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Spitfire
"<" back one image Spitfire 
 “If it looks right it’ll fly right, you only needed to think where you wanted to go and the Spitfire would go there”, “you climbed into a Spitfire, strapped it on and became one with the aircraft’, comments made by many of the Spitfire pilots who flew (and still fly) them. Designed originally by RJ Mitchell as a racing aircraft for landing on water, not as a fighter, the Spitfire was the most widely produced and strategically important British single-seat fighter of World War II. Along with the Hurricane, it was a stalwart of the Battle of Britain in 1940, served in every theatre of the war and was produced in more variants than any other British aircraft. It was also flown by the ground breaking women of the Air Transport Auxiliary (ATA), recruited by Pauline Gower from 1940. The Spitfire pictured here is from Classic Wings at IWM Duxford.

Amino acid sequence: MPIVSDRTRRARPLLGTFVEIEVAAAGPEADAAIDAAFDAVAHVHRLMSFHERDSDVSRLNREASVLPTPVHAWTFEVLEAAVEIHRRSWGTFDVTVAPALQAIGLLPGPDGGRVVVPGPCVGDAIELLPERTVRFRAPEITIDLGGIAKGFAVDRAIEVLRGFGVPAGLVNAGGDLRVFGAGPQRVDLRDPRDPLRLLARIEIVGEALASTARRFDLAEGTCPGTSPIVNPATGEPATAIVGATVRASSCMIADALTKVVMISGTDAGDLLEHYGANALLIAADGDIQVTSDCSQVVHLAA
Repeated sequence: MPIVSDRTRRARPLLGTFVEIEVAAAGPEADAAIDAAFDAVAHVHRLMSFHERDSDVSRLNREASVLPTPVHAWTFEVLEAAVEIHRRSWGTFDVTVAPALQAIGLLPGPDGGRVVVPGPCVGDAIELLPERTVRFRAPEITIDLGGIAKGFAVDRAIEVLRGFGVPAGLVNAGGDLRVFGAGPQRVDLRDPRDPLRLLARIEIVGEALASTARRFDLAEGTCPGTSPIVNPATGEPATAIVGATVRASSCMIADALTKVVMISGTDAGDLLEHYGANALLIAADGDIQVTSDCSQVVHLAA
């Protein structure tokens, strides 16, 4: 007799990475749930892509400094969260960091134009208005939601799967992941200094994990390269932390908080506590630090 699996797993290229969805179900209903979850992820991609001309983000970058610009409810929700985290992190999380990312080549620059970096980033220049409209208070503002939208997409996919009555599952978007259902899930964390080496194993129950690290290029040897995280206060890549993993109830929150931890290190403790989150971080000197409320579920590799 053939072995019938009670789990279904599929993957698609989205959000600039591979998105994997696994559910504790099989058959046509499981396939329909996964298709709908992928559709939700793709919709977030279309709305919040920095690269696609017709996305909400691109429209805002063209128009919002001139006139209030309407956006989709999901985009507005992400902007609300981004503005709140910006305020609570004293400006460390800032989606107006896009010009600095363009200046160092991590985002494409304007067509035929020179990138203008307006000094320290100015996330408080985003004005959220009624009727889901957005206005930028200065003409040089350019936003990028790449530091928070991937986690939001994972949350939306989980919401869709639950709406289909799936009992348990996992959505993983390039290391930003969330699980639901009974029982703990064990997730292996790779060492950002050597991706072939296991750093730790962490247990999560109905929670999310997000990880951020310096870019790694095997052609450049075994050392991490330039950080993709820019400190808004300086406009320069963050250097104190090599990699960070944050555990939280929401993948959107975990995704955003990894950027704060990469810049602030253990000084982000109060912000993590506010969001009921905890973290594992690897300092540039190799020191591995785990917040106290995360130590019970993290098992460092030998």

Keywords: spitfire, plane, airplane, WW2, RJ Mitchell, sigle-seat fighter, Battle of Britain 1940, ATA, Air Transport Auxilary, Pauline Gower, Classic Wings, Duxford forward one image ">"

“If it looks right it’ll fly right, you only needed

to think where you wanted to go and the Spitfire would go there”, “you climbed into a Spitfire, strapped it on and became one with the aircraft’, comments made by many of the Spitfire pilots who flew (and still fly) them. Designed originally by RJ Mitchell as a racing aircraft for landing on water, not as a fighter, the Spitfire was the most widely produced and strategically important British single-seat fighter of World War II. Along with the Hurricane, it was a stalwart of the Battle of Britain in 1940, served in every theatre of the war and was produced in more variants than any other British aircraft. It was also flown by the ground breaking women of the Air Transport Auxiliary (ATA), recruited by Pauline Gower from 1940. The Spitfire pictured here is from Classic Wings at IWM Duxford.